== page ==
Hindu Nationalism and Policies Pertaining to the LGBTQ+ in India

My Research Paper addresses the growing effect of Hindu Nationalism on the treatment of the LGBTQ+ in India, more urgently the Transgender community, and the policies towards them. It provides background for biases and the establishment for Hindu Nationalism and solutions for the same.

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June 23, 2023

Inquiry-driven, this project may reflect personal views, aiming to enrich problem-related discourse.

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To this day, India is a ground for diverse religions, cultures, heritage, and identities in the subcontinent. From Muslims, Christians, and Sikhs to Buddhists, Hindus, Jews, and many more, part of being an Indian is living among those who, despite their religious differences, share the same love for their country. However, with a Hindu majority and a Hindu Nationalist ruling party, the rights of minorities living in the country are jeopardized by bias. Homosexuality has been a part of Hindu religious texts, ceremonies, and folklore in India since before the Islamic Mughal Dynasty. From the Rigveda’s phrase “Vikriti Evam Prakriti,” which directly translates to “what seems unnatural is also natural,” to the Swarinis (lesbians) mentioned in Kamasutra “who often married each other and raised children together,” the LGBTQ+ communities in India have been merged into both the societal and religious spectrums of the country since the beginning. However, the twist in the Hindu perspectives towards the LGBTQ+ in India came with the British colonization of India and the rise of Hindu nationalism.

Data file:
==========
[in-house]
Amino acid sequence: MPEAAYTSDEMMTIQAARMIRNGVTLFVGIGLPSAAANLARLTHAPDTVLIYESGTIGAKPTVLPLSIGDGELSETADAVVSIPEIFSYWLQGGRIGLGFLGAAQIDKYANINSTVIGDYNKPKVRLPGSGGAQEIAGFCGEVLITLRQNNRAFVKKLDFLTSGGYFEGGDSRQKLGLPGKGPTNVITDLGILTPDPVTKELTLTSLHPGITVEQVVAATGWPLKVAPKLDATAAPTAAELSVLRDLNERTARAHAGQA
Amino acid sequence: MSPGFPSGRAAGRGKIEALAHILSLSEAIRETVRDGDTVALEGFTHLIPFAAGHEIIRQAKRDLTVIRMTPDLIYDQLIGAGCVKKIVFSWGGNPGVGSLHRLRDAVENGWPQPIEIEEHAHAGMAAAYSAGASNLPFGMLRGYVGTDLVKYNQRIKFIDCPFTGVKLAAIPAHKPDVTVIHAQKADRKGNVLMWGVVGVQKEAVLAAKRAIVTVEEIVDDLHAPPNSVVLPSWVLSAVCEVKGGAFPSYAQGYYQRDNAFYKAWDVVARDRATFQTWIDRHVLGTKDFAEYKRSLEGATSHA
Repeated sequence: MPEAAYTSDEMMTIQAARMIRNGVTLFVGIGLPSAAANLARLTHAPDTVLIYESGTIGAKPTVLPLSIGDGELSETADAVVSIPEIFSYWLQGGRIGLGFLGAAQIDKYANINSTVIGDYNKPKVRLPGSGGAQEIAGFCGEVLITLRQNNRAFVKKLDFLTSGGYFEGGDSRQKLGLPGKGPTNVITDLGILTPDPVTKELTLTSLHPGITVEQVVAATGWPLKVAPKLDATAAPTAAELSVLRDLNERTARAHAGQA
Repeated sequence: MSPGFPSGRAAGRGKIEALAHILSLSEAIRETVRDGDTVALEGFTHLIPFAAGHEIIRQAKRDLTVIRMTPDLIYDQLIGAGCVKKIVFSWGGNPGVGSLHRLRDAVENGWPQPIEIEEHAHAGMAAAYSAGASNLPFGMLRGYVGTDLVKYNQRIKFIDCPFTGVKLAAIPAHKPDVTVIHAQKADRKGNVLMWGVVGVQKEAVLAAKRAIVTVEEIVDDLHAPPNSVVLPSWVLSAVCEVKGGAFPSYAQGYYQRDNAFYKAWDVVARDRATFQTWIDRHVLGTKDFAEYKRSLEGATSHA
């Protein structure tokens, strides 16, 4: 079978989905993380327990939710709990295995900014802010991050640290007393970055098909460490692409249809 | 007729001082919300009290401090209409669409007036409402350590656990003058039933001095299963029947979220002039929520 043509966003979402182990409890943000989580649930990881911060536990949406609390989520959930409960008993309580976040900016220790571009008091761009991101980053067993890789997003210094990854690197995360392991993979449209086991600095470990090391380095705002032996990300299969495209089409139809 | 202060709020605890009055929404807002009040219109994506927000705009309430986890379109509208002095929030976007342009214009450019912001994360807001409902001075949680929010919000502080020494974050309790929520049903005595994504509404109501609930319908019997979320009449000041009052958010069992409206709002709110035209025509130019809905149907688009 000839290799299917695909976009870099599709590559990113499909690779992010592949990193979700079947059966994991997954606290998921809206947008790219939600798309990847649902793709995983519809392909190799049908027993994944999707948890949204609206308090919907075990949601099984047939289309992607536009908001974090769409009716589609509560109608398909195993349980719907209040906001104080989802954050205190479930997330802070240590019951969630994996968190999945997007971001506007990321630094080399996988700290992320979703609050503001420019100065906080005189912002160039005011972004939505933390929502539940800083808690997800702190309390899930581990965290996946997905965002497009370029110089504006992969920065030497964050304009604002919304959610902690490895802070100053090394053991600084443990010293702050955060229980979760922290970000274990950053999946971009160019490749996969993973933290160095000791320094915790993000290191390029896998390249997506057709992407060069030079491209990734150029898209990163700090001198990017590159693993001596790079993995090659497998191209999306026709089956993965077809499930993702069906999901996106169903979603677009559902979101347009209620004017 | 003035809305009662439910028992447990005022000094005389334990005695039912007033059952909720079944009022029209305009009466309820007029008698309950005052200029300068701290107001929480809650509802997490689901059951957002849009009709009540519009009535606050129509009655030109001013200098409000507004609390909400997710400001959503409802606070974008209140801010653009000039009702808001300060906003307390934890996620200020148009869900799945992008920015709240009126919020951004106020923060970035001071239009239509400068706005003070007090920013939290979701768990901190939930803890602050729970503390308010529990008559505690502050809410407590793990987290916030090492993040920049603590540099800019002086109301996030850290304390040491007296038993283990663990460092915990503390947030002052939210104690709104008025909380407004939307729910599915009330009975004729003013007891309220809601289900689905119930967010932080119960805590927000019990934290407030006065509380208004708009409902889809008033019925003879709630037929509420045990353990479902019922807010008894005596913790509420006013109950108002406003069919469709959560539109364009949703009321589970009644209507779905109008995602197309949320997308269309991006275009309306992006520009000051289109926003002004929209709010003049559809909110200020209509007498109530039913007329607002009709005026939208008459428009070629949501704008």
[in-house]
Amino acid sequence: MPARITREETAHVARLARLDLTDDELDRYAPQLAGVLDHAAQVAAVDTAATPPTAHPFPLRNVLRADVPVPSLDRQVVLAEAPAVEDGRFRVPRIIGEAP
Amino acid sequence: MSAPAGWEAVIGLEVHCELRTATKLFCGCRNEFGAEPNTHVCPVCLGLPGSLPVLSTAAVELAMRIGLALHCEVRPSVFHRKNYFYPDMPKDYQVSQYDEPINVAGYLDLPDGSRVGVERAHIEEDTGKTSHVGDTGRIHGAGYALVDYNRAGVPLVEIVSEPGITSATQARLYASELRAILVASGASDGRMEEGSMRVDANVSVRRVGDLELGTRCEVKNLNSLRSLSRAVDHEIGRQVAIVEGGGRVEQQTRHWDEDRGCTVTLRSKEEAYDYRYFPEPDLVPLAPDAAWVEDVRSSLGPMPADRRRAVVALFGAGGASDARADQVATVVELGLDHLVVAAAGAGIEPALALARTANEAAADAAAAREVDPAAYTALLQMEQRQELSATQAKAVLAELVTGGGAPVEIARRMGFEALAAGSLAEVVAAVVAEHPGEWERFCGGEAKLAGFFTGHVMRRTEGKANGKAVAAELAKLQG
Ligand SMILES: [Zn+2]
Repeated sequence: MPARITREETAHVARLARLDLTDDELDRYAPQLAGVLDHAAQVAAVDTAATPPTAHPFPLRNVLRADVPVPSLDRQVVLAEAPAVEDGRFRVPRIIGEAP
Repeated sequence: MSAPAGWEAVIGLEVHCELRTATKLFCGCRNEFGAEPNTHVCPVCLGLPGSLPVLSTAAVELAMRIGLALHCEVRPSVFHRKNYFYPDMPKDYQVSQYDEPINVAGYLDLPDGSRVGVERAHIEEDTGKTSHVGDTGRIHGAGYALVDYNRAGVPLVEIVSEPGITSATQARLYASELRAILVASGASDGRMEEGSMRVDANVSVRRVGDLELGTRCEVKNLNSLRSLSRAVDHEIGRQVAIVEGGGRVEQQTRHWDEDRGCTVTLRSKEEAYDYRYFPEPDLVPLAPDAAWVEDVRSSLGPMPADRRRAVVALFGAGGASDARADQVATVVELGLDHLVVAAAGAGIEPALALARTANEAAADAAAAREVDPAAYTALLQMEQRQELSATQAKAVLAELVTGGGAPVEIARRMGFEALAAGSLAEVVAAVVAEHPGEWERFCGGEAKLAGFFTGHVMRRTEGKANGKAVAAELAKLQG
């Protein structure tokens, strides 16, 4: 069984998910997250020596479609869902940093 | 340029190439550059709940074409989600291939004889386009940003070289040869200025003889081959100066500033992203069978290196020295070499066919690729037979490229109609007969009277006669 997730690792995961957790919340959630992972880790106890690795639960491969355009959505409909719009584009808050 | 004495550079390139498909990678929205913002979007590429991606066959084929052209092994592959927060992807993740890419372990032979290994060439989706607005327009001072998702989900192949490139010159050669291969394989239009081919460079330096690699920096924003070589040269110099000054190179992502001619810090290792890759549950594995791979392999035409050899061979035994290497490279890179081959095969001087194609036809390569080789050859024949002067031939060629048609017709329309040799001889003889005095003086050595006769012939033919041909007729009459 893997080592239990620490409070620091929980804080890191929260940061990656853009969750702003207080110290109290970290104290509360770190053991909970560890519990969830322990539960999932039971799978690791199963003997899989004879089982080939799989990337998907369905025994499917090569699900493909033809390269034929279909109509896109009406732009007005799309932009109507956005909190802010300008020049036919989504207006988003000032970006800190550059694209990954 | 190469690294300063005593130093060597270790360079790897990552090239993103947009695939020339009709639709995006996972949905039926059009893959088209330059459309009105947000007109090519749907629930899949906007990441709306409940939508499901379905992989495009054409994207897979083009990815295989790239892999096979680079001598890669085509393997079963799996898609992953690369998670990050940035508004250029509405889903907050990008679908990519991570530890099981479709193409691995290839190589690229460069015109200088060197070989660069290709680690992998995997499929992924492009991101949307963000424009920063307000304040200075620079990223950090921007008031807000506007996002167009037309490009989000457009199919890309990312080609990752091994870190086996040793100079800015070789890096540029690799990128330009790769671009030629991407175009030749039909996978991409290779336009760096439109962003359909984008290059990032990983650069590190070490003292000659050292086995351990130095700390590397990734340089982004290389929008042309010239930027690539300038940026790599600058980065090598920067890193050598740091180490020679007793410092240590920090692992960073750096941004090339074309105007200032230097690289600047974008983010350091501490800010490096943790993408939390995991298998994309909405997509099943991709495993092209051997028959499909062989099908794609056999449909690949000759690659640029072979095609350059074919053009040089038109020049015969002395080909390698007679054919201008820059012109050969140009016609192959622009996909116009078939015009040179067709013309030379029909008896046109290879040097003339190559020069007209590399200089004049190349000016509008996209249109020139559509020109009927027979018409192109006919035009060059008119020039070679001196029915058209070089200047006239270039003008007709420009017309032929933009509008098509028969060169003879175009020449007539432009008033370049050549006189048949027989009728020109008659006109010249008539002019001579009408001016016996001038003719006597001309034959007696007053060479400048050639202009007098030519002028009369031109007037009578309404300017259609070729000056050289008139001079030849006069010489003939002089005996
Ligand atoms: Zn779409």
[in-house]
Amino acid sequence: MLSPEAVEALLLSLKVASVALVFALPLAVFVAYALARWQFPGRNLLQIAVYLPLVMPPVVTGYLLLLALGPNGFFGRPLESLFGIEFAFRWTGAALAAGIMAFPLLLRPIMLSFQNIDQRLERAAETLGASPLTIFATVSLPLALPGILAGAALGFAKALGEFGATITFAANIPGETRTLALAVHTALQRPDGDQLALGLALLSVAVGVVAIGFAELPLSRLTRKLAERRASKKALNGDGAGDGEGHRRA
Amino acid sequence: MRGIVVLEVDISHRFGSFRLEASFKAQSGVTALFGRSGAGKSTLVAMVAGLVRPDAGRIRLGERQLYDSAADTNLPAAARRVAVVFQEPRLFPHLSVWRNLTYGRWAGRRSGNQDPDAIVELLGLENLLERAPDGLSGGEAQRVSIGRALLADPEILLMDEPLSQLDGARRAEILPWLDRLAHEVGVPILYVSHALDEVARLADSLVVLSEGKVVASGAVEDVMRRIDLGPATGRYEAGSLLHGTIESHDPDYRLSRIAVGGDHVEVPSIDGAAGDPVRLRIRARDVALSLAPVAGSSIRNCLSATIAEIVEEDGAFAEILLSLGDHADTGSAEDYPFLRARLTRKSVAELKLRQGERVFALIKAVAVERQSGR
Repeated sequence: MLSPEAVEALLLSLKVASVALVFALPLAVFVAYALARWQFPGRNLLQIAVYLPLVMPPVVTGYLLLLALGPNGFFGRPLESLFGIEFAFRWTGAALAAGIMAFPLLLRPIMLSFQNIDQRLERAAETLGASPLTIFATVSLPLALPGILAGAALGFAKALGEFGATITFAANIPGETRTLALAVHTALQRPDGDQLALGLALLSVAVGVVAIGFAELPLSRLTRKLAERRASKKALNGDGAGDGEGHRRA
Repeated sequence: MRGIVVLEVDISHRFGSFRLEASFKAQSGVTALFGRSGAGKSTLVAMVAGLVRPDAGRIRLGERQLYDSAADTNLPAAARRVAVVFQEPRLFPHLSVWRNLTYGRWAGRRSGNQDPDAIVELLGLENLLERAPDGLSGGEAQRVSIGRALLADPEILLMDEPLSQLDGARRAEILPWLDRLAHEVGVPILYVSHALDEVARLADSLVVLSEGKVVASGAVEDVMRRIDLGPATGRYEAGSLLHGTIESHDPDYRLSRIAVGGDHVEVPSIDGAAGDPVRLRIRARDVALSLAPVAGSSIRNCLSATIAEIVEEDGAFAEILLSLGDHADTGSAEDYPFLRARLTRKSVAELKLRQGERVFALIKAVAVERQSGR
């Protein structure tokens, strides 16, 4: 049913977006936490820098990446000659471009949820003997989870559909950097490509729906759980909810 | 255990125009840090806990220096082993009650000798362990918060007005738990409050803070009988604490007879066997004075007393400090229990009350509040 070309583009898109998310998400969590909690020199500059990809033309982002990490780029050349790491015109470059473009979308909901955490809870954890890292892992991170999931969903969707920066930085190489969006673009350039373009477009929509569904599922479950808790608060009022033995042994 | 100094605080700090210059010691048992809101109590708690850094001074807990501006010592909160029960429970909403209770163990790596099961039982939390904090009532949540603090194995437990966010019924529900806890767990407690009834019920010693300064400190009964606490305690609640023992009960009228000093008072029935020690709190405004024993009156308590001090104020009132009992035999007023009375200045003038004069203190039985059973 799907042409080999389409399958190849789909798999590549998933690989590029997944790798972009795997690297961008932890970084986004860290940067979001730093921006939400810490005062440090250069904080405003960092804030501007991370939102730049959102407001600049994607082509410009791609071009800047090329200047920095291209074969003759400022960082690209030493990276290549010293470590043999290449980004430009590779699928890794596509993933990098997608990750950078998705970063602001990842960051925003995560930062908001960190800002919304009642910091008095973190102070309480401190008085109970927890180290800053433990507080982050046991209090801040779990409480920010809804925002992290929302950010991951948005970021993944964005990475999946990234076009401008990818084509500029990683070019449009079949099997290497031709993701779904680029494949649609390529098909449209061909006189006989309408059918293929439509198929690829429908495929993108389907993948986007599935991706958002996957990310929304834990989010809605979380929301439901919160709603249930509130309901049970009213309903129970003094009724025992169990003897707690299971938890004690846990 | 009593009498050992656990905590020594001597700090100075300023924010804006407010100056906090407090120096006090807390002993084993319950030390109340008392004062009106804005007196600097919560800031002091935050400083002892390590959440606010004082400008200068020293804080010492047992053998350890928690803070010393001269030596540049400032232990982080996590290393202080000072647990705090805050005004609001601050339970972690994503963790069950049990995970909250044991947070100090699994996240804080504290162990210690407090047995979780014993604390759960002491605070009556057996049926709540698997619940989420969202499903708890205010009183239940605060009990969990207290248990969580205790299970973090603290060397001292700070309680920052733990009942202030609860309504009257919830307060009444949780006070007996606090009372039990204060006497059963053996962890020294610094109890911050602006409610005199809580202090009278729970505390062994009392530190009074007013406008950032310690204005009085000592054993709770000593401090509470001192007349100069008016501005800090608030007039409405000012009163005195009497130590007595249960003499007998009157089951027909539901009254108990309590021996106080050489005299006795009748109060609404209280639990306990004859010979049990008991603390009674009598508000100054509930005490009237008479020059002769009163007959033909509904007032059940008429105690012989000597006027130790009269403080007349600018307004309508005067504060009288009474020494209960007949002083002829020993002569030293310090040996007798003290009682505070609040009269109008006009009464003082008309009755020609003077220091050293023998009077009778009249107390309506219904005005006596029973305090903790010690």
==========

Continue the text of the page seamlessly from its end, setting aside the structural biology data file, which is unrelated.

Influenced by the Catholic Church’s bias against homosexuality, beginning in 1861, the British colonization of India criminalized all sexual and homosexual activities deemed “against the order of nature” under section 377 of the Indian Penal Code. In the following years, ignorant of Indian diversity in the fight for Indian independence, the political ideology of Hindu nationalism began to emerge in the 19th century. At its core belief, Hindu nationalism spreads the idea that “Indian national identity and culture are inseparable from the Hindu religion.” The rise of paramilitary organizations such as the RSS under the Sangh Parivar, a group of Hindu nationalist organizations often linked to communal violence, became the front of the ideology and the violence that preceded it. The idea that Indian national identity is inseparable from the Hindu religion discounts not only the identities and rights of those who do not practice Hinduism in India but also those against whose rights and livelihoods there remains a stereotypical bias in the Hindu community. A bias built out of both the religious conflict with Muslims – given the stories of homosexual activities within the Mughal Empire – and the conservative culture of society following the days of colonization.